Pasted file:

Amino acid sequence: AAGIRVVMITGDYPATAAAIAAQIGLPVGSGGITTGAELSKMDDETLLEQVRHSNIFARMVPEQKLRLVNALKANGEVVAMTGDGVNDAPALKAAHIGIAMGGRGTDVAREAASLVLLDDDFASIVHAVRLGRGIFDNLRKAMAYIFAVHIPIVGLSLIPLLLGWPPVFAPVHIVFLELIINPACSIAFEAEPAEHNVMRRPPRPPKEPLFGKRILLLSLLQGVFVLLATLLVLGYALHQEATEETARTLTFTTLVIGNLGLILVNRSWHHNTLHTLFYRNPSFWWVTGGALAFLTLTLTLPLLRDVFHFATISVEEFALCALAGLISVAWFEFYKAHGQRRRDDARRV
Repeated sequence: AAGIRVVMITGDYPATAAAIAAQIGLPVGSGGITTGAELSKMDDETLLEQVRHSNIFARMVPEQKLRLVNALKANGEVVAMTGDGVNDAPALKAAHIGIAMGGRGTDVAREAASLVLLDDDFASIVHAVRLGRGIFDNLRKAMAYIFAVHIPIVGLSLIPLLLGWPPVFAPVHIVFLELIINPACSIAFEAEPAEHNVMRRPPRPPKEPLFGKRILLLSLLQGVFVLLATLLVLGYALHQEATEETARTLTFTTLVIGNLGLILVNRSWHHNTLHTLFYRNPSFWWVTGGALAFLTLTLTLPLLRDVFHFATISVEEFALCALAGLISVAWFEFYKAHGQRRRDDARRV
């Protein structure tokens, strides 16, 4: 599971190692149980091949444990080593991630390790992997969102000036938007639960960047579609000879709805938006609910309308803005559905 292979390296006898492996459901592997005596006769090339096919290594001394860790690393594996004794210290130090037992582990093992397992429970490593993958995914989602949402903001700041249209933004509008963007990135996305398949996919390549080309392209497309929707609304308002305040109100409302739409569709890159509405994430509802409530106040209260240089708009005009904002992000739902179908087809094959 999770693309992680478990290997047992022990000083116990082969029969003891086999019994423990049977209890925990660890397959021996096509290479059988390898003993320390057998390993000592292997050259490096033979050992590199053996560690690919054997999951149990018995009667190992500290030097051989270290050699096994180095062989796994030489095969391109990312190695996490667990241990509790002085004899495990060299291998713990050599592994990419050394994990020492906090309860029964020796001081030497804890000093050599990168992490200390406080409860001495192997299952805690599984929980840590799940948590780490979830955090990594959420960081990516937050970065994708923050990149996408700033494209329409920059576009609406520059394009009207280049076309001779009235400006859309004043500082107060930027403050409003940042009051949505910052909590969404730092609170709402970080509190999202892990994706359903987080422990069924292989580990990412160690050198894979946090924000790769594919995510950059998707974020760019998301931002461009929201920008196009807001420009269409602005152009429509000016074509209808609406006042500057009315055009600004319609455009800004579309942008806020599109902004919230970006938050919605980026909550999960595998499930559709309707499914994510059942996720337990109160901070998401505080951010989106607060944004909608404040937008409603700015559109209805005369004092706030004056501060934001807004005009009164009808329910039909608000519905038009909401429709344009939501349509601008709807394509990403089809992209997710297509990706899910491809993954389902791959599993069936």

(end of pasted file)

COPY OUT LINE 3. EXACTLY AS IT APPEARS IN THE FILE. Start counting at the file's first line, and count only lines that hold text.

């Protein structure tokens, strides 16, 4: 599971190692149980091949444990080593991630390790992997969102000036938007639960960047579609000879709805938006609910309308803005559905 292979390296006898492996459901592997005596006769090339096919290594001394860790690393594996004794210290130090037992582990093992397992429970490593993958995914989602949402903001700041249209933004509008963007990135996305398949996919390549080309392209497309929707609304308002305040109100409302739409569709890159509405994430509802409530106040209260240089708009005009904002992000739902179908087809094959 999770693309992680478990290997047992022990000083116990082969029969003891086999019994423990049977209890925990660890397959021996096509290479059988390898003993320390057998390993000592292997050259490096033979050992590199053996560690690919054997999951149990018995009667190992500290030097051989270290050699096994180095062989796994030489095969391109990312190695996490667990241990509790002085004899495990060299291998713990050599592994990419050394994990020492906090309860029964020796001081030497804890000093050599990168992490200390406080409860001495192997299952805690599984929980840590799940948590780490979830955090990594959420960081990516937050970065994708923050990149996408700033494209329409920059576009609406520059394009009207280049076309001779009235400006859309004043500082107060930027403050409003940042009051949505910052909590969404730092609170709402970080509190999202892990994706359903987080422990069924292989580990990412160690050198894979946090924000790769594919995510950059998707974020760019998301931002461009929201920008196009807001420009269409602005152009429509000016074509209808609406006042500057009315055009600004319609455009800004579309942008806020599109902004919230970006938050919605980026909550999960595998499930559709309707499914994510059942996720337990109160901070998401505080951010989106607060944004909608404040937008409603700015559109209805005369004092706030004056501060934001807004005009009164009808329910039909608000519905038009909401429709344009939501349509601008709807394509990403089809992209997710297509990706899910491809993954389902791959599993069936």